Creating boundaries for your business

 

The hardest thing to understand when you start running you business behind the chair is how to set healthy and sustainable boundaries that allow you success. Without the proper boundaries in place things can get very messy very quickly, and before you know it you’re answering client texts at 11pm and you’ve got a book full of last minute cancelations…

Without boundaries, our livelihood, income, and mental wellness is affected in a way that can feel irreversible at times. The good news is that even if we didn’t start with them, we are allowed to implement them at any point in our career. Whether you’re 6 months in or youve got 15 years under your belt, here is a list of boundaries you should implement asap if you’re not already:

  1. Hours of operation

    It’s important to choose the hours you’re willing to work right from the start, and stick to them. This means no hair at home on days off, no squeezing people in at 8pm, and no doing hair during your vacations. It’s tough, because friends and family will be the biggest culripts at trying to change and manuever around your set schedule, but i’m giving you the permission to say “no.” right now. Work when you work and rest when you’re not working.

  2. Hours of communication

    Along the same lines of creating boundaries around when you’ll work, I would set a limit on communication with clients for only during work days/hours. This is something i’ve been trying to implement lately, and let me tell you: I wish I did it earlier. There is nothing worse than getting bombarded with client phone calls when you’re trying to relax on your vacation. If you let your clients contact you outside of work hours you create a terrible habit that will eventually be a monster of stress for you. Even better, if you can get a separate phone just for business and then turn it off when you’re outside of business hours - the temptation to answer texts and calls while you’re resting wont be so strong.

  3. Cancelation/Late policies

    Tired of no shows and last minute cancelations? Create a policy around this that includes a window for when they can cancel and a fee for canceling outside of that window. We all know we cant fill a spot with 20 minutes notice and that means we’re missing out on income that we very well deserve. Stick to your guns with this as much as possible and you will create a business where your clients do not take advantage of your time.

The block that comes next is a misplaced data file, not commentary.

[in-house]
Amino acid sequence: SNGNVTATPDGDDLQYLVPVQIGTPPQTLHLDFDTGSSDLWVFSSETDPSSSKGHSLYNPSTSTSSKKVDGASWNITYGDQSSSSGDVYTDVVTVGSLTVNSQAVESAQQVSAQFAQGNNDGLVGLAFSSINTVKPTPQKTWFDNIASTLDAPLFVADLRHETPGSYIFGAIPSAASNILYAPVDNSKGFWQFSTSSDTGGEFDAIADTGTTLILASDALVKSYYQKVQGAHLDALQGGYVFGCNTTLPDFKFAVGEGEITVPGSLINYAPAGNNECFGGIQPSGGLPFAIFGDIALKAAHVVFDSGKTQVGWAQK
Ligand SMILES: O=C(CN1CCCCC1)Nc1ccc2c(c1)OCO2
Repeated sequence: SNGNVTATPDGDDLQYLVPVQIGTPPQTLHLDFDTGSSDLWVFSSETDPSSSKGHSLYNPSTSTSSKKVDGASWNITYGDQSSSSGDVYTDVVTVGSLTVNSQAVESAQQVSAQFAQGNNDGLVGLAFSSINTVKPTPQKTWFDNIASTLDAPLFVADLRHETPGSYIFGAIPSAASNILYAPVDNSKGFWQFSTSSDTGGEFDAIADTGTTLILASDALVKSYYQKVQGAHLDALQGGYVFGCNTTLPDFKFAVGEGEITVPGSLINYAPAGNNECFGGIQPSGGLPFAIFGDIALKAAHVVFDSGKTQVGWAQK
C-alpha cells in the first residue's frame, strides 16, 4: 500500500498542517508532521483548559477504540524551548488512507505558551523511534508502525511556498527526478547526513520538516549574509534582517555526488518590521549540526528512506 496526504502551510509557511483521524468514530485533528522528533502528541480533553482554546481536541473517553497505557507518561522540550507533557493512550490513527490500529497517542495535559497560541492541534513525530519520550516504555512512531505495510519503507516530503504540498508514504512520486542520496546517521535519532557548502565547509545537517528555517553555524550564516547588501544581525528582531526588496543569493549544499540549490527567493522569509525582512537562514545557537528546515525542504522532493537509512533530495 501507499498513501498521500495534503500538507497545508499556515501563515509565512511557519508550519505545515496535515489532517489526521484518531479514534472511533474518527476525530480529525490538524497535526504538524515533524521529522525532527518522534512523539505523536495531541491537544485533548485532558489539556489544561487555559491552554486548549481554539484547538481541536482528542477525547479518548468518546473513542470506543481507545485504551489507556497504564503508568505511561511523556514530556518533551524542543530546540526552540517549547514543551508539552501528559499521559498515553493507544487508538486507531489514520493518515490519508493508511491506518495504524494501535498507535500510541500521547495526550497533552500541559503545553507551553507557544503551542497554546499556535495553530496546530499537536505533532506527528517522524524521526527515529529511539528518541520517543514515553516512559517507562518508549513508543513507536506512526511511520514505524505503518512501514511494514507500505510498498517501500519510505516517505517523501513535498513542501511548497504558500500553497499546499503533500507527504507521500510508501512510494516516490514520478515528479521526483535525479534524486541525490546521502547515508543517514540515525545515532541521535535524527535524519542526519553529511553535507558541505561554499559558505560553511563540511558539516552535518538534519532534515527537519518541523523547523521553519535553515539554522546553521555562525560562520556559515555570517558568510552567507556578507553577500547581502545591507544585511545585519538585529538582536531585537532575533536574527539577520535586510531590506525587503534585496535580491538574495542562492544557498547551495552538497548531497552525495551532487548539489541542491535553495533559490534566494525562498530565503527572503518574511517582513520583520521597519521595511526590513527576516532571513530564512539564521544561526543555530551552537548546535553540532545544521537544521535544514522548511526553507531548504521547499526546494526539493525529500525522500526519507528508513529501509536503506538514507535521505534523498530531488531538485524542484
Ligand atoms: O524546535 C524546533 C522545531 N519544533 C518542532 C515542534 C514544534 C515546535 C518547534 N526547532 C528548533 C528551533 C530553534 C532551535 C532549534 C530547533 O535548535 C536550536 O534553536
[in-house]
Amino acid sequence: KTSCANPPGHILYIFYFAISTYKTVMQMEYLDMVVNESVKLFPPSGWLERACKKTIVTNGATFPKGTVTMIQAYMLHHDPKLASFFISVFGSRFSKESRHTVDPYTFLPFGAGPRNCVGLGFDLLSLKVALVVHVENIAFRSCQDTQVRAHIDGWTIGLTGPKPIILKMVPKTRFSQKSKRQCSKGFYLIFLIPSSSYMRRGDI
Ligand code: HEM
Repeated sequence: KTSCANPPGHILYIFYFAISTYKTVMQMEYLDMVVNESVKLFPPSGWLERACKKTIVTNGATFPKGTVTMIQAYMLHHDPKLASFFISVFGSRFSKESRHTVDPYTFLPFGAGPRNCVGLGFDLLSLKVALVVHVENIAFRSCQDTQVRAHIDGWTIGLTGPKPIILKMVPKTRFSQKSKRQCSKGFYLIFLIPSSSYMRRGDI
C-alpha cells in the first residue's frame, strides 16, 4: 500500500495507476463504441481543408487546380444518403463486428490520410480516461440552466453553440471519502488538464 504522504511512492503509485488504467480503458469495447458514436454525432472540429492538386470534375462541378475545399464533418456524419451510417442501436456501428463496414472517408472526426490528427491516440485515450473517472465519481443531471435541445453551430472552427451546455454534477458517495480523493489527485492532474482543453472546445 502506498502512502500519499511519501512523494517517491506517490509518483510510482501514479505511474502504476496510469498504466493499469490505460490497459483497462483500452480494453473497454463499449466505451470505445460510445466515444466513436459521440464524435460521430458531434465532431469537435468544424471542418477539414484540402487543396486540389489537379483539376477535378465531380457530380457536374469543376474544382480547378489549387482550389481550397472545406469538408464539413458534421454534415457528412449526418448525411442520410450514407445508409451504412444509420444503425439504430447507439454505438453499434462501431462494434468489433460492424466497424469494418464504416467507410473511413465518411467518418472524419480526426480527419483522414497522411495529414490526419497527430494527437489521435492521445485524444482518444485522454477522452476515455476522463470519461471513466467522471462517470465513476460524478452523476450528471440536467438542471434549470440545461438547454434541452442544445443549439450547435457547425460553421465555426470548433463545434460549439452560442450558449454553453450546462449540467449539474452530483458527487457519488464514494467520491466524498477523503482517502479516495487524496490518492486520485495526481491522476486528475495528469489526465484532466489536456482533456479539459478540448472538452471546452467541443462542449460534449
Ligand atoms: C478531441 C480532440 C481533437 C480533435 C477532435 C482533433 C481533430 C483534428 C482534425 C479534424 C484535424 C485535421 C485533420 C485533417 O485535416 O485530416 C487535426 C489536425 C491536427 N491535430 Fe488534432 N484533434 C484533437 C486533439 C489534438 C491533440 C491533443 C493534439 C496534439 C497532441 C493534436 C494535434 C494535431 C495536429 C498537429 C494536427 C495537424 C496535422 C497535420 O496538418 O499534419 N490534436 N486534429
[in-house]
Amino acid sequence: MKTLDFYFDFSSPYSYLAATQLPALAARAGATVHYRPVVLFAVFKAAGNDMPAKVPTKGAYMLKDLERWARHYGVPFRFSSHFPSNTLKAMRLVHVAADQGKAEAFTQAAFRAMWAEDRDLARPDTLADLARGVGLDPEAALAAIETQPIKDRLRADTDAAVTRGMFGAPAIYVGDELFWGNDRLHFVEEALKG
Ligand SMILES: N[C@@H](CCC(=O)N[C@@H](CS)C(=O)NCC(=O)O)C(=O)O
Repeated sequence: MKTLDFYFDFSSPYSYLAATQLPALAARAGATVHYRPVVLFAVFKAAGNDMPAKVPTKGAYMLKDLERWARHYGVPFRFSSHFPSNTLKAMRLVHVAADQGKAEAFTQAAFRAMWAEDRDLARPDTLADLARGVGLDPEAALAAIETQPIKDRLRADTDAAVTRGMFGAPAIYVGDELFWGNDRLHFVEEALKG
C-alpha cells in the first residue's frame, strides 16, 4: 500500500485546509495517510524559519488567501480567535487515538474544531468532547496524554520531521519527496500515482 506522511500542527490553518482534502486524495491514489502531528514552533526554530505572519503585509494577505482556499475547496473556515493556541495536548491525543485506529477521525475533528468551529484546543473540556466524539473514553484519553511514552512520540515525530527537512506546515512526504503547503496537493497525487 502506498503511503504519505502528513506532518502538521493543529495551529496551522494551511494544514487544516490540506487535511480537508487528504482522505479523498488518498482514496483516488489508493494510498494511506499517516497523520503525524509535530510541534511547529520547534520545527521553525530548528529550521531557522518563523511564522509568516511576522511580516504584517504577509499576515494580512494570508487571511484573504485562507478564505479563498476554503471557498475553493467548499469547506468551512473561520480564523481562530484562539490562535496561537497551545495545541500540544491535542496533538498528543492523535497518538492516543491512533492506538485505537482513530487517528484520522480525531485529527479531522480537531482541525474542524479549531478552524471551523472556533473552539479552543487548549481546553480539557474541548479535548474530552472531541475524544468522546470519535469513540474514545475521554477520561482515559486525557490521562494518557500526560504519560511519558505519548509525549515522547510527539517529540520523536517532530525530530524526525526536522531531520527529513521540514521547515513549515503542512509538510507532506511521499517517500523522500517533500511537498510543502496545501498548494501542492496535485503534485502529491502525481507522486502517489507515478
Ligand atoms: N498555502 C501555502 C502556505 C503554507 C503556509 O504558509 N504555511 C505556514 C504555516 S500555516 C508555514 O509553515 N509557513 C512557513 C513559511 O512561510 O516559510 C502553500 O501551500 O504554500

4. Refund Policies

    The best policy you can implement here is that you’re willing to “fix” hair within a certain time frame (typically 7 days) but you do not offer refunds. There will be times that this wont work and you may have to refund just to save face and avoid trouble, but explaining this policy to new clients is a good way to avoid it 99 times out of 100.

  5. Firm Prices

    Oh, the good old “price and discount trap”. We are not a flea market friends, there shouldn’t be any bargaining happening around our prices. If you can create a price list, stick to it (even when it comes to your friends) and increase those prices yearly - you’re going to be far more successful than the stylist who gives “homie hookups” to everyone who comes through the door. (Believe me, I know this from experience.)

Friends, I learned all of these the hard way. I started with wonky prices that fluctuated depending on how much I liked the person, responded to texts at ungodly hours, and dealt with multiple cancelations a week because I couldn’t stick to my guns. I only speak on these because I know the havoc they can cause in your business, and now that i’ve implemented boundaries I realize that yes, the grass is very much greener over here. If boundaries are something you struggle with, I completely understand.. and I suggest you take small steps (maybe starting with the cancelation policy) and work from there. You will thank yourself, I promise.

P.s. if you want a copy of my cancelation policy, you can grab it here. The work is done for you!

 
Esther ChapmanComment